Do I Close or Report Noncompliant Offshore Bank Accounts to IRS?
Do I Report or Close my Offshore Bank Accounts to IRS: For many US taxpayers with foreign accounts, they do not become aware that they are out of compliance for not reporting their foreign bank accounts to the IRS until several years has passed. And as a result of all the online fear-mongering, many account holders become unnecessarily terrified about what will occur if the Internal Revenue Service learns that they have not reported their foreign bank and financial accounts in prior years. Most of the time and in most circumstances — it is not going to be a big issue.
Let’s briefly look at the difference between late reporting foreign bank accounts vs closing previously undisclosed offshore accounts that are currently noncompliant.
What if you Just Close the Offshore Account?
While closing the offshore bank account might seem like the path of least resistance — it really isn’t. In fact, it can be more of a headache than you might believe it to be at the outset.
For example, if a US person has foreign accounts that were never reported to the IRS and the US person account holder just goes and closes the accounts — it puts them in a serious predicament.
Because the Taxpayer has not reported the foreign bank and financial accounts for several prior years. In accordance with FATCA, more than 110 countries and 300,000 Foreign Financial Institutions actively report account holder information to the US Government.
In addition, the US government has several years to audit the Taxpayer regarding prior tax year noncompliance. Moreover, if the US government believes the taxpayer acted fraudulently, there is literally no statue of limitations and the time for the IRS to come after you by audit, examination or investigation does not expire.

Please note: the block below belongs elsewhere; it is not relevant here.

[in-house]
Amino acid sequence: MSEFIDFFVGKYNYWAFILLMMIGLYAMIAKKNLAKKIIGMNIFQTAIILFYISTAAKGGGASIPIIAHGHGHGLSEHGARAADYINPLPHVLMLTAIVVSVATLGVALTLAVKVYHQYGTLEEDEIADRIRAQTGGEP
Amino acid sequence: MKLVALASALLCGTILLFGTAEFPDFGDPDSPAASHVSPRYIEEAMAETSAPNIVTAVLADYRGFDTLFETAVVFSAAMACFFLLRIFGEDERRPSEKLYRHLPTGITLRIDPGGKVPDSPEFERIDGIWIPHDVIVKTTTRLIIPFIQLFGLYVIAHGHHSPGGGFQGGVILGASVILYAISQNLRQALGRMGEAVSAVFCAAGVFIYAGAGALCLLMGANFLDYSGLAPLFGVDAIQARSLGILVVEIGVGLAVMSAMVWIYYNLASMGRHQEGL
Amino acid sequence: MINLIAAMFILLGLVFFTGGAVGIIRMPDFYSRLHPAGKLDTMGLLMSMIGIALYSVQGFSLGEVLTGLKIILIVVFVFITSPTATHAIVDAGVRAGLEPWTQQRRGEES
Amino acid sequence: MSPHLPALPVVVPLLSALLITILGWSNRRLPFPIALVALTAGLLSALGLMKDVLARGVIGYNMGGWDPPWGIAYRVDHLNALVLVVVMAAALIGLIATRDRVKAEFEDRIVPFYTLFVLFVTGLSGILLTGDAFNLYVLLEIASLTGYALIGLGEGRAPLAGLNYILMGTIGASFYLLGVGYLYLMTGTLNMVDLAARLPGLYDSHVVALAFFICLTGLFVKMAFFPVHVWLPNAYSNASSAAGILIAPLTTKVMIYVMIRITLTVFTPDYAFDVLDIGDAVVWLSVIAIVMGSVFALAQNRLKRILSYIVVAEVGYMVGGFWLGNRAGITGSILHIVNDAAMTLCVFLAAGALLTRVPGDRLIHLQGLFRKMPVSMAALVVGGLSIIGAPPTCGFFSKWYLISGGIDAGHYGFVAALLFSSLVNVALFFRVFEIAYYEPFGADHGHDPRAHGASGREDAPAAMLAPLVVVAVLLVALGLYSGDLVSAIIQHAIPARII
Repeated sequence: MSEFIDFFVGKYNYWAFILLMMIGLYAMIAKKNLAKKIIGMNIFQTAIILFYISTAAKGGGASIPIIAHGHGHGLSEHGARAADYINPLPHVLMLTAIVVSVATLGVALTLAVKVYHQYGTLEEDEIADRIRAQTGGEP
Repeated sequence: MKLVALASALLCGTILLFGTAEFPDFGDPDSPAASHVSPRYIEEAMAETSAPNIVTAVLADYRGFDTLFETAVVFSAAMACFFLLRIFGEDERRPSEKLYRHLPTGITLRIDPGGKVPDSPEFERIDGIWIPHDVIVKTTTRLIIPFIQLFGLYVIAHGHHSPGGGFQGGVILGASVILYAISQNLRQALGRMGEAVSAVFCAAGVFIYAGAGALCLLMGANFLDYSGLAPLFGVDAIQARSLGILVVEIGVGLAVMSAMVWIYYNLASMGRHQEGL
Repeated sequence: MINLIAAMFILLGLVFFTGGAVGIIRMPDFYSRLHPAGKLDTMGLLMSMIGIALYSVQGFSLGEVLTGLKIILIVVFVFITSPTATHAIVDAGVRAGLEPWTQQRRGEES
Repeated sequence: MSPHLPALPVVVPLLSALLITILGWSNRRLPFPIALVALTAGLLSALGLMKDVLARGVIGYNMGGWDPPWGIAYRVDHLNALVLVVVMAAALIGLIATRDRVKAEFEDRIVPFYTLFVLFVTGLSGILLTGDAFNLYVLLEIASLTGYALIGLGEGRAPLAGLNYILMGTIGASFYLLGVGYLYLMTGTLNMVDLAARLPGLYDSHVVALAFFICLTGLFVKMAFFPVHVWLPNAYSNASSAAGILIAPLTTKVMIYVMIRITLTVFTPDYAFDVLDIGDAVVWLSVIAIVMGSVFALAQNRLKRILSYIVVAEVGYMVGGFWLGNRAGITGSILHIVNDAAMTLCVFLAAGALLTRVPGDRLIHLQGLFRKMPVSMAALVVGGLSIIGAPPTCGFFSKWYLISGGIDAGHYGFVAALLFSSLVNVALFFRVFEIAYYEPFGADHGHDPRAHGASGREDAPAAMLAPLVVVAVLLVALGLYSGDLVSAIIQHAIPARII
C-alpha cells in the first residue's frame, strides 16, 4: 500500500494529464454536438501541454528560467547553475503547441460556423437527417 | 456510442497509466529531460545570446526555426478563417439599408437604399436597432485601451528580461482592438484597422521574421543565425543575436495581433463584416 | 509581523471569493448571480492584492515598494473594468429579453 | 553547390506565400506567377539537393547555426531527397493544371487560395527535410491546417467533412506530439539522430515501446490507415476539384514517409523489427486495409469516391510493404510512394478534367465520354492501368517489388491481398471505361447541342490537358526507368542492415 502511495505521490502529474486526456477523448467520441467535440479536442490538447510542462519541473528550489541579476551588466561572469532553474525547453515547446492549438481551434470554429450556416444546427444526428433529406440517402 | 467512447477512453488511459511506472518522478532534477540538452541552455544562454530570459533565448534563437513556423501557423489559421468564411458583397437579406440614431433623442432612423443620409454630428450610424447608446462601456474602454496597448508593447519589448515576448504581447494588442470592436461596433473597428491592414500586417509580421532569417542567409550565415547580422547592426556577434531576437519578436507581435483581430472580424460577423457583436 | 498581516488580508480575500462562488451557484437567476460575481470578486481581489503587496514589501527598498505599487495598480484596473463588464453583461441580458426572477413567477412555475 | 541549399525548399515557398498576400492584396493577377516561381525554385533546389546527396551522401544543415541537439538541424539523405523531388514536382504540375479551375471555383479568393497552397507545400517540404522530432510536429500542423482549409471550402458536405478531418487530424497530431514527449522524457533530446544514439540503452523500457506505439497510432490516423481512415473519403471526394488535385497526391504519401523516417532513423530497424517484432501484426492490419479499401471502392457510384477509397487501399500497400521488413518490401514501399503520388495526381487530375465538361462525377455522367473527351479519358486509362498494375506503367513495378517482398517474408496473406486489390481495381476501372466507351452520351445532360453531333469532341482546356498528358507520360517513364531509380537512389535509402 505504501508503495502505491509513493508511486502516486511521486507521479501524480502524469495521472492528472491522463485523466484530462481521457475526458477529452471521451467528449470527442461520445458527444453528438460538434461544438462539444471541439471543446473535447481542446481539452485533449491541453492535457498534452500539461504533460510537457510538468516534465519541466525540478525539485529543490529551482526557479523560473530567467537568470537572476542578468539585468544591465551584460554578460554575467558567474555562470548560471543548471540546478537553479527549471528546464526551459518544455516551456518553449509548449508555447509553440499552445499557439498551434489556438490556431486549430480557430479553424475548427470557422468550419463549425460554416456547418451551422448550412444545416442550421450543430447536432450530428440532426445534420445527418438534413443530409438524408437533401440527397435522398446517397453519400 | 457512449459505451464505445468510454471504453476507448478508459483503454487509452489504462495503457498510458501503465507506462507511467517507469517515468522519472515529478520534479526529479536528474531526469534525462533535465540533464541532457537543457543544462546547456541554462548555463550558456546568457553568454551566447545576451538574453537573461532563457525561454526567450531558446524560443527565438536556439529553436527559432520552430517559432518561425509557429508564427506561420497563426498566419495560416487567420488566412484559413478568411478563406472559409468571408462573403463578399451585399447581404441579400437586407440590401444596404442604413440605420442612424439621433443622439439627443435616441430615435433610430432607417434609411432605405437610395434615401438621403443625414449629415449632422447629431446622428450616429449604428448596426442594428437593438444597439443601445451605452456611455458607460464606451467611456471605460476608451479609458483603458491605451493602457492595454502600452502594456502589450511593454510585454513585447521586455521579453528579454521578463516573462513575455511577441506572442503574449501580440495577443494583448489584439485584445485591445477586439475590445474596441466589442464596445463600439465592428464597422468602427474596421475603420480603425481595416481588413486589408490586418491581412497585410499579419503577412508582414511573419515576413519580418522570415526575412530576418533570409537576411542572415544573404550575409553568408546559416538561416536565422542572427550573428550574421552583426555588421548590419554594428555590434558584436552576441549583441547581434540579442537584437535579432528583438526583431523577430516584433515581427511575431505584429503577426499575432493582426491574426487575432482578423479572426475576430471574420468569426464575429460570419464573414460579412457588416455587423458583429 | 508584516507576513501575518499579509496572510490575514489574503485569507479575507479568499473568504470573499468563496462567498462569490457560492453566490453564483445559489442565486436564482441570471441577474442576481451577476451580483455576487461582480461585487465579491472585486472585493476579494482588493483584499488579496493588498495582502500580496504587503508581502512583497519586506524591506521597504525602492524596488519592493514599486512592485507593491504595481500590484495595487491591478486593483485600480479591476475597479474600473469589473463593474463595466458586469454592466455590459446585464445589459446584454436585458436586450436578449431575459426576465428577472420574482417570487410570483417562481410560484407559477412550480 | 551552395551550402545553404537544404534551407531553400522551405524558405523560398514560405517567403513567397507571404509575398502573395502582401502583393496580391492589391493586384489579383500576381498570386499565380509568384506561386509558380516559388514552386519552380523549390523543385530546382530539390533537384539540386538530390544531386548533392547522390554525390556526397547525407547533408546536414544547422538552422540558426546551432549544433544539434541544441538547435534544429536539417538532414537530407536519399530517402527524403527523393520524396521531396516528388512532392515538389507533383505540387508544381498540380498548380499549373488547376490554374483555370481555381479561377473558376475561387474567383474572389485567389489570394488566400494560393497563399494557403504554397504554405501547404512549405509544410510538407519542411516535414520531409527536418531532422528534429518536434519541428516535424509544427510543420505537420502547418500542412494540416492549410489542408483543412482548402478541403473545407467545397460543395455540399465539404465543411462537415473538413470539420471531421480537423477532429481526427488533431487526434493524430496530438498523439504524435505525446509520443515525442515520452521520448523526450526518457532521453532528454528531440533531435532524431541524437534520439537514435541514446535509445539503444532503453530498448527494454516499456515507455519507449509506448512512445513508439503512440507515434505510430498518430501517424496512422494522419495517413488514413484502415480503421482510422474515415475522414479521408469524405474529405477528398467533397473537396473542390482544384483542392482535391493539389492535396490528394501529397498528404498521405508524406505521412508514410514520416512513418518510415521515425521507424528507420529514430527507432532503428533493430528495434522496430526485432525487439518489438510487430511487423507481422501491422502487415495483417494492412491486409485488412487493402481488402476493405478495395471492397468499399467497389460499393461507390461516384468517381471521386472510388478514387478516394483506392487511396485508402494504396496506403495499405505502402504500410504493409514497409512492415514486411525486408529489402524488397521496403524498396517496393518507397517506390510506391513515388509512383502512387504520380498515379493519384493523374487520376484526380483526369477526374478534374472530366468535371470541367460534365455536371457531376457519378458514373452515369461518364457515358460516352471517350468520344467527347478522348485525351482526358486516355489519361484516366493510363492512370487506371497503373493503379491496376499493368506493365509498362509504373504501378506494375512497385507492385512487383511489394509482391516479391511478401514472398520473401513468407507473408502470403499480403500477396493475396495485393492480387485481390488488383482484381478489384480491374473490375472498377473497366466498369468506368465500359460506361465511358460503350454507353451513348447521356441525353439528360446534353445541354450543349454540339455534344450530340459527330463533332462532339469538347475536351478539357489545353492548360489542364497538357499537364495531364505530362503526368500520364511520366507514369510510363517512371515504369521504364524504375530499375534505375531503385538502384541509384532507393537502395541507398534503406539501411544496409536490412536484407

What if you Keep the Foreign Account Open?
If you want to keep the account open, it is just a matter of getting into compliance using one of the offshore amnesty programs. While this is usually a very safe option, some Taxpayers prefer to try their luck and just start filing forward and hope the IRS never learns about their prior years’ noncompliance.
This is considered a quiet disclosure and is illegal.
In reality, many taxpayers have presumably gone this route and have not gotten caught. The IRS staff is overworked and underpaid — and they simply do not have the resources to go after everyone.
But, for the unlucky taxpayers who do get audited or examined, it may the result in significant fines and penalties and even a special agent or criminal investigation.
Getting into Offshore Compliance can Be (Relatively) Painless
In conclusion, when a Taxpayer wants to safely get into compliance for unreported foreign bank and financial accounts they have several options available to them. The IRS has developed multiple offshore tax and reporting amnesty programs that are used to report prior year unreported accounts. While some taxpayers may be able to sneak through by filing a quiet disclosure or simply closing their accounts — if they do get caught, it may result in significant fines and penalties.
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